Thomas CANTLEY

CANTLEY, Col. The Hon. Thomas, Hon. LL.D.

Personal Data

Party
Conservative (1867-1942)
Constituency
Pictou (Nova Scotia)
Birth Date
April 19, 1857
Deceased Date
February 24, 1945
Website
http://en.wikipedia.org/wiki/Thomas_Cantley
PARLINFO
http://www.parl.gc.ca/parlinfo/Files/Parliamentarian.aspx?Item=f2367d93-a0b4-4bd8-97d0-75bd0f7da9e6&Language=E&Section=ALL
Profession
manufacturer

Parliamentary Career

October 29, 1925 - July 2, 1926
CON
  Pictou (Nova Scotia)
September 14, 1926 - May 30, 1930
CON
  Pictou (Nova Scotia)
July 28, 1930 - August 14, 1935
CON
  Pictou (Nova Scotia)

Most Recent Speeches (Page 5 of 288)


March 22, 1935

Mr. CANTLEY:

It is a long way off.

Topic:   * RAILWAY ACT AMENDMENT
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March 21, 1935

Mr. THOMAS CANTLEY (Pictou):

Mr. Speaker, I know of no reason why this inspection could not have taken place earlier. It is an outrage to have these ships going to American ports to be repaired. If the people in control of the fleet had had a little forethought that ship might have been put into order a month ago.

Topic:   QUESTIONS
Subtopic:   CANADIAN NATIONAL RAILWAYS
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March 21, 1935

Mr. CANTLEY:

Before her present voyage, or if application had been made to the classification society they would have granted the needed delay of a month or even three months.

Topic:   QUESTIONS
Subtopic:   CANADIAN NATIONAL RAILWAYS
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March 11, 1935

Mr. CANTLEY:

I do not think there can be any possible doubt as to the advantage of an eight hour day; as a matter of fact we have had the eight hour day in most industries for some considerable time. In my life time there has been a very great change. I remember that in my boyhood days shipyard work demanded a twelve hour day, and that situation existed in many other industries as well. The length of the working day has a very important effect on the accidents in industry; as to that there is no possible doubt. There are three periods during which accidents reach their highest point. The first is Monday morning, or the morning after a holiday; that is the hour in which most accidents occur. The next is the first hour or hour and a half of the ordinary working day, or from seven o'clock to eight o'clock or half past eight, and the third accident period is the closing hour in the afternoon. If hon. members will give the matter a little thought they will realize that I have stated the facts. Some few men who go off on a week-end holiday, or for a holiday longer than that, perhaps do not spend their time in the best possible manner, with the result that Monday mornings following holidays produced their crop of accidents. Of course I speak about the steel works, machine shop work and work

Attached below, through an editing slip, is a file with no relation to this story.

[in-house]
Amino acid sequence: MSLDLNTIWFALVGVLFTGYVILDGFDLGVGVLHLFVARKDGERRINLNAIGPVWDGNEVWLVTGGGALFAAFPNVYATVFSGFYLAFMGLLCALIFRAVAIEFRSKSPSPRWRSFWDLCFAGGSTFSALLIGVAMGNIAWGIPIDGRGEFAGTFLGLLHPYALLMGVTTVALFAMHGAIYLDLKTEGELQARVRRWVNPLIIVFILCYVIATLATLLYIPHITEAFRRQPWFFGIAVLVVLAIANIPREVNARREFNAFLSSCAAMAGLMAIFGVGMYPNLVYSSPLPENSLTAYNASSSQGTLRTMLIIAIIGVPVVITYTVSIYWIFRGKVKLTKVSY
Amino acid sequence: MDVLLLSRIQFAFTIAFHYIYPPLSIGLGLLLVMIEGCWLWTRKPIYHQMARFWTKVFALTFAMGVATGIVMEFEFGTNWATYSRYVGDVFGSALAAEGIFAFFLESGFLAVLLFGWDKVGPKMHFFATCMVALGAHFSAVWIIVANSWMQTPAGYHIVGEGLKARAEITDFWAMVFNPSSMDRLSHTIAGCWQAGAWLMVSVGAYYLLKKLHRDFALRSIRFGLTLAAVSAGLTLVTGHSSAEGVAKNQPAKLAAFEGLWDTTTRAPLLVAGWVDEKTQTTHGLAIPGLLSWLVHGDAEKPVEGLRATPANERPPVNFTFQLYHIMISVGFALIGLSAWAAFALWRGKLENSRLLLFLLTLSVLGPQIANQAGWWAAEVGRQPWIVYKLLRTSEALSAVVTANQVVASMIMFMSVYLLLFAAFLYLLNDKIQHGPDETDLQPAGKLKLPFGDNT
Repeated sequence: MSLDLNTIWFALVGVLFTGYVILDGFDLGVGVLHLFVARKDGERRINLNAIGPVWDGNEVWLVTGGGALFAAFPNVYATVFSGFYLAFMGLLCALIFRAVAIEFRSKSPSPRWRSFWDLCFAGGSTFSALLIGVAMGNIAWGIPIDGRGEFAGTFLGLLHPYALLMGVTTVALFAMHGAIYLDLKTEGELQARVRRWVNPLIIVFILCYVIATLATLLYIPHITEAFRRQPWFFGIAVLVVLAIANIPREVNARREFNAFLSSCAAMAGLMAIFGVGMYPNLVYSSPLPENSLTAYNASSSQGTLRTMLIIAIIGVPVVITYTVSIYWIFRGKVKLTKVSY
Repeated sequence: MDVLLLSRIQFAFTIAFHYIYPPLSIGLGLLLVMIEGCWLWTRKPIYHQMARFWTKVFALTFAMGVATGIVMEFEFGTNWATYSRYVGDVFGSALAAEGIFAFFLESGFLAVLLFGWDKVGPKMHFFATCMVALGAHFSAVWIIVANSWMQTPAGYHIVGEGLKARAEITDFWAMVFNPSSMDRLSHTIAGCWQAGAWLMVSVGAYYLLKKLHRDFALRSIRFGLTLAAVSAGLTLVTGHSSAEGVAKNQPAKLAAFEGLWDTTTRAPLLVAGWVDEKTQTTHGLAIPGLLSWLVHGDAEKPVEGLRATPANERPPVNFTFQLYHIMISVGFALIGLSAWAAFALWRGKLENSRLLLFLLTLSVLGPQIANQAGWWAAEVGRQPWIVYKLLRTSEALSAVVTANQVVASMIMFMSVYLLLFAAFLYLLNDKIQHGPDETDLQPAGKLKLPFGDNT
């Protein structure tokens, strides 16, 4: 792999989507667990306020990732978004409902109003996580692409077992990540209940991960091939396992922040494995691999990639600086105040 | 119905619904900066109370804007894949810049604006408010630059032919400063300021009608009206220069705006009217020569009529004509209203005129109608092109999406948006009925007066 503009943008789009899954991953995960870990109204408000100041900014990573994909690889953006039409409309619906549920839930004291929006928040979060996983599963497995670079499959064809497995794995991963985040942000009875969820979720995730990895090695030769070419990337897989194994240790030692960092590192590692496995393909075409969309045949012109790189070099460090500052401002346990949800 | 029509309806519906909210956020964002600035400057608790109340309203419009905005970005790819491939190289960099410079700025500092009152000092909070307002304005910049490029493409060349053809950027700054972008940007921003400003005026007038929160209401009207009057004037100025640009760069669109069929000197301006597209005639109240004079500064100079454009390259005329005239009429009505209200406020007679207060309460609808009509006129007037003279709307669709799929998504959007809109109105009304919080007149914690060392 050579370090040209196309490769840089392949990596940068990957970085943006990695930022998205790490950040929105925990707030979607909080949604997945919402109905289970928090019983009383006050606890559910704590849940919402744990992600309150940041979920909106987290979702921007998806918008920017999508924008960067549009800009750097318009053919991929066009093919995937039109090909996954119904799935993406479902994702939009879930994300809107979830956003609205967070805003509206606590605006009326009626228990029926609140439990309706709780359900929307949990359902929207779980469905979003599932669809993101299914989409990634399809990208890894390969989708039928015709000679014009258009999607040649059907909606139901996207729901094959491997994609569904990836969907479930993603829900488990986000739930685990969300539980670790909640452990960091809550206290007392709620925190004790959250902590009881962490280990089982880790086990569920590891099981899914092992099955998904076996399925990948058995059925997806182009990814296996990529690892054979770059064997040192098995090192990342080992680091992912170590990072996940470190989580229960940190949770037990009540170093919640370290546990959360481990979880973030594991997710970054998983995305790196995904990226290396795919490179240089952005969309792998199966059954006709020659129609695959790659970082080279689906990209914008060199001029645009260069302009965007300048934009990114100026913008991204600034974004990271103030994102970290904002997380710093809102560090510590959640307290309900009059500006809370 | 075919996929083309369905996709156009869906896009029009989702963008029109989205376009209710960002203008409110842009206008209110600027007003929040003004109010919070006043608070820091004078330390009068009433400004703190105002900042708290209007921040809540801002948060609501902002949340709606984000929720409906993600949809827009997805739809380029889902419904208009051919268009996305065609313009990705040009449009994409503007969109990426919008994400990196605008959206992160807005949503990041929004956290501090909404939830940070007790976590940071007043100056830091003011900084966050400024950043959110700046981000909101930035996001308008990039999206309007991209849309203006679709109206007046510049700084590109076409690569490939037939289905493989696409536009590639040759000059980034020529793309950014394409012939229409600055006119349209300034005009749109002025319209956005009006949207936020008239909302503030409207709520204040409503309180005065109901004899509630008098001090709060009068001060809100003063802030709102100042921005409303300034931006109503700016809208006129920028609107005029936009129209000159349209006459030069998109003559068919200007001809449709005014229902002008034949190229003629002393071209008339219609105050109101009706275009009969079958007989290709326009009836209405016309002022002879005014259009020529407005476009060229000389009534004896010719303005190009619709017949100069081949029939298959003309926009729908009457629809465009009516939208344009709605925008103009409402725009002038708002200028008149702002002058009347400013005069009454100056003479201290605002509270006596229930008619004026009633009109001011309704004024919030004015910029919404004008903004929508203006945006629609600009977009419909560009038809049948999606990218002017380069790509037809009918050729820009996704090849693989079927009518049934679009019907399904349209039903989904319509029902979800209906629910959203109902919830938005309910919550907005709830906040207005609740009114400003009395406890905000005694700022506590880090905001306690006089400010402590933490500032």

Eight Hour Day

in the rolling mills and forges. There we had first aid equipment, a registered nurse in attendance and an ambulance service always available.

There are other phases of the matter which I believe should be given the attention of hon. members. I do not know whether or not I am in order when I attempt to take them up at this time. There are several classes of workers who could not come under the operation of eight-hour day legislation; certainly fishermen and farmers could not. The farmer's day is never done, at least in certain seasons of the year. We could not control his working hours; no legislation enacted by this parliament or any legislative body could do that.